In Guill v. Commissioner, 112 T.C. 325 (1999), the United States Tax Court succinctly explained the deductibility of legal expenses as trade or business expenses on Schedule C (§ 162), or as expenses for the production of income for an individual on Schedule A (§ 212). 112 T.C. at 328-29. Section 212 “governs the deductibility of litigation costs as an itemized deduction when the costs are incurred as a nonbusiness profit seeking expense.” Id. at 328.
With respect to the deductibility of attorney’s fees incurred in a suit, “[t]he origin and character of the claim with respect to which an expense was incurred, rather than its potential consequences upon the fortunes of the taxpayer, is the controlling basic test of whether the expense was ‘business’ or ‘personal’ within the meaning of § 162.” Commissioner v. Tellier, 383 U.S. 687, 689, 86 S.Ct. 1118, 1119-20 (1966) (finding that defense costs of an individual charged criminally for securities fraud were deductible under 26 U.S.C. § 162 because the defense of the action stemmed from the taxpayer’s securities business activity). See also United States v. Gilmore, 372 U.S. 39, 49, 83 S.Ct. 623, 629 (1963) (“the characterization, as ‘business’ or ‘personal,’ of litigation costs … depends on whether or not the claim arises in connection with the taxpayer’s profit-seeking activities”).
Several courts have applied the origin of the claim doctrine in determining whether attorney’s fees belong on Schedule A or Schedule C. See, e.g., Reynolds v. Comm’r, 296 F.3d 607, 613-614 (7th Cir. 2002) (“the government correctly argues that this issue is governed by the ‘origin of the claim’ doctrine…”); Guill v. Comm’r, 112 T.C. 325, 327-332 (1999) (comparing sections 212 and 162); Test v. Comm’r, T.C. Memo 2000-362 (finding that legal fees were deductible as unreimbursed employee expenses on Schedule A).
In Commissioner v. Tellier, 383 U.S. 687 (1966), the Supreme Court was presented with the argument that legal fees incurred in the unsuccessful defense of a criminal charge arising out of taxpayer’s business, though they meet the literal requirements of § 162(a), are not deductible because deduction would reward criminal activity. Taxpayer in Tellier was engaged in the business of underwriting and selling securities. He was convicted and fined $18,000 for violating the fraud section of the Securities Act of 1933, the mail fraud statute, and conspiracy to violate both of these statutes. In his defense taxpayer incurred and paid approximately $23,000 in legal fees, and he sought to deduct this expenditure as an “ordinary and necessary” business expense under § 162(a) of the Internal Revenue Code. The Commissioner disallowed the deduction and was sustained by the Tax Court on the ground that “public policy” bars the deduction of legal expenses incurred in defense of acts found to be criminal (Walter F. Tellier, 32 P-H Tax Ct. Mem. 1207 (1963)). The 2nd Circuit (en banc, at 42 F.2d 690 (1965)), unanimously reversed and the Supreme Court agreed, holding that such expenses are “ordinary and necessary” within the meaning of § 162(a) of the Internal Revenue Code, hence fully deductible because no sharply defined public policy is frustrated by allowing the deduction.”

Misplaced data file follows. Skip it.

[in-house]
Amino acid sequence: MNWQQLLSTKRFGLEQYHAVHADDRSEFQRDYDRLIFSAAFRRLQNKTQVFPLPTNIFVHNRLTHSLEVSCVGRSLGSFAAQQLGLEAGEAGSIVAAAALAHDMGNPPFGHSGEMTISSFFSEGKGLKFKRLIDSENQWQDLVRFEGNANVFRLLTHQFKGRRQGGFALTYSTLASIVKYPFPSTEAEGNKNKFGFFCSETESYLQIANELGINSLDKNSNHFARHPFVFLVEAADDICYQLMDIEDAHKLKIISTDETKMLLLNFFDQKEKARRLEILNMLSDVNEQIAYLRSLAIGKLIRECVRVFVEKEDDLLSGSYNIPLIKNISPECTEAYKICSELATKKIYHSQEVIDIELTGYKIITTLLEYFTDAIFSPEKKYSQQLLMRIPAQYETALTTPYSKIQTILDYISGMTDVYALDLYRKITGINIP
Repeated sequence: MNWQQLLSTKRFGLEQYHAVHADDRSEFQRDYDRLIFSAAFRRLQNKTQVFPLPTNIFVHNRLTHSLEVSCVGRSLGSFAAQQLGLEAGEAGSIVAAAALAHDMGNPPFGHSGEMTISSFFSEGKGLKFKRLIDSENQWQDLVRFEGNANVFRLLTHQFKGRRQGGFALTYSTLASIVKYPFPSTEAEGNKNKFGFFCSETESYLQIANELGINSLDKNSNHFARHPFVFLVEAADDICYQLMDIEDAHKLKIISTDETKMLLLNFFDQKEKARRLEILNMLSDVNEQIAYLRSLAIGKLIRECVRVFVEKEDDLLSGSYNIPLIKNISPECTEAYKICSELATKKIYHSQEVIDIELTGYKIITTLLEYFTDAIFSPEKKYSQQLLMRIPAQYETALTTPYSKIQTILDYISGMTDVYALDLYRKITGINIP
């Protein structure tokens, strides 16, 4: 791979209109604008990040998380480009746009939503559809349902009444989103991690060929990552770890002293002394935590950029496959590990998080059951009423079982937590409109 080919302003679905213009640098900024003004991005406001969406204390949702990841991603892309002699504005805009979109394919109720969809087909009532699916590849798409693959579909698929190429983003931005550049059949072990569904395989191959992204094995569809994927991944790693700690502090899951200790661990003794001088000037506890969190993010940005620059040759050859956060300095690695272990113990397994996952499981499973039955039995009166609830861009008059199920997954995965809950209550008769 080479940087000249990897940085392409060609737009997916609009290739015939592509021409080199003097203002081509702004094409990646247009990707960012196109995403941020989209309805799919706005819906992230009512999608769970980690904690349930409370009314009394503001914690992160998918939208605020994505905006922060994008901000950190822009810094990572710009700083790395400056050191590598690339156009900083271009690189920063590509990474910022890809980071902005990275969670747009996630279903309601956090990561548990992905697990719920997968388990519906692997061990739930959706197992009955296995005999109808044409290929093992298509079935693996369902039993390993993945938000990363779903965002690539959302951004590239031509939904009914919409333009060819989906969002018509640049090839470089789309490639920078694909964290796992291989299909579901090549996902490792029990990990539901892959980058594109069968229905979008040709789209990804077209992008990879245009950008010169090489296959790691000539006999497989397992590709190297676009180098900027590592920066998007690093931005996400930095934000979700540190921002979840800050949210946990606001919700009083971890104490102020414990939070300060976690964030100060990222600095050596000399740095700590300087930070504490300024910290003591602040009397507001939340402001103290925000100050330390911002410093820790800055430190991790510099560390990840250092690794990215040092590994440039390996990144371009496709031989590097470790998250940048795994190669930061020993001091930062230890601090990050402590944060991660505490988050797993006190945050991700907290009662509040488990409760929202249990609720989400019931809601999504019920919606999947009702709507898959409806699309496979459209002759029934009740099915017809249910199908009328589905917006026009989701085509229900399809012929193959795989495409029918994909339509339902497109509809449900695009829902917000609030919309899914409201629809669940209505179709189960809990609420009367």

Attorney’s fees may also be deductible in certain other contexts. According to IRS Publication 17, a taxpayer can deduct expenses paid: to produce or collect income that must be included in your gross income; to manage, conserve, or maintain property held for producing such income; or to determine, contest, pay, or claim a refund of any tax. In Bagley v. United States, 963 F. Supp. 2d 982 (C.D. Cal. 2013), the court affirmed the deductibility of fees in a qui tam action. There, the court found in very unique circumstances that the taxpayer’s activities as a litigant, standing in the shoes of and suing for the government, constituted a business activity and caused the fees to be deductible above the line.
Daniel W. Layton, Esq., is a former federal prosecutor and ex-IRS attorney, whose litigation experience includes Bagley v. United States. He is currently a partner in Layton & Lopez Tax Attorneys, LLP.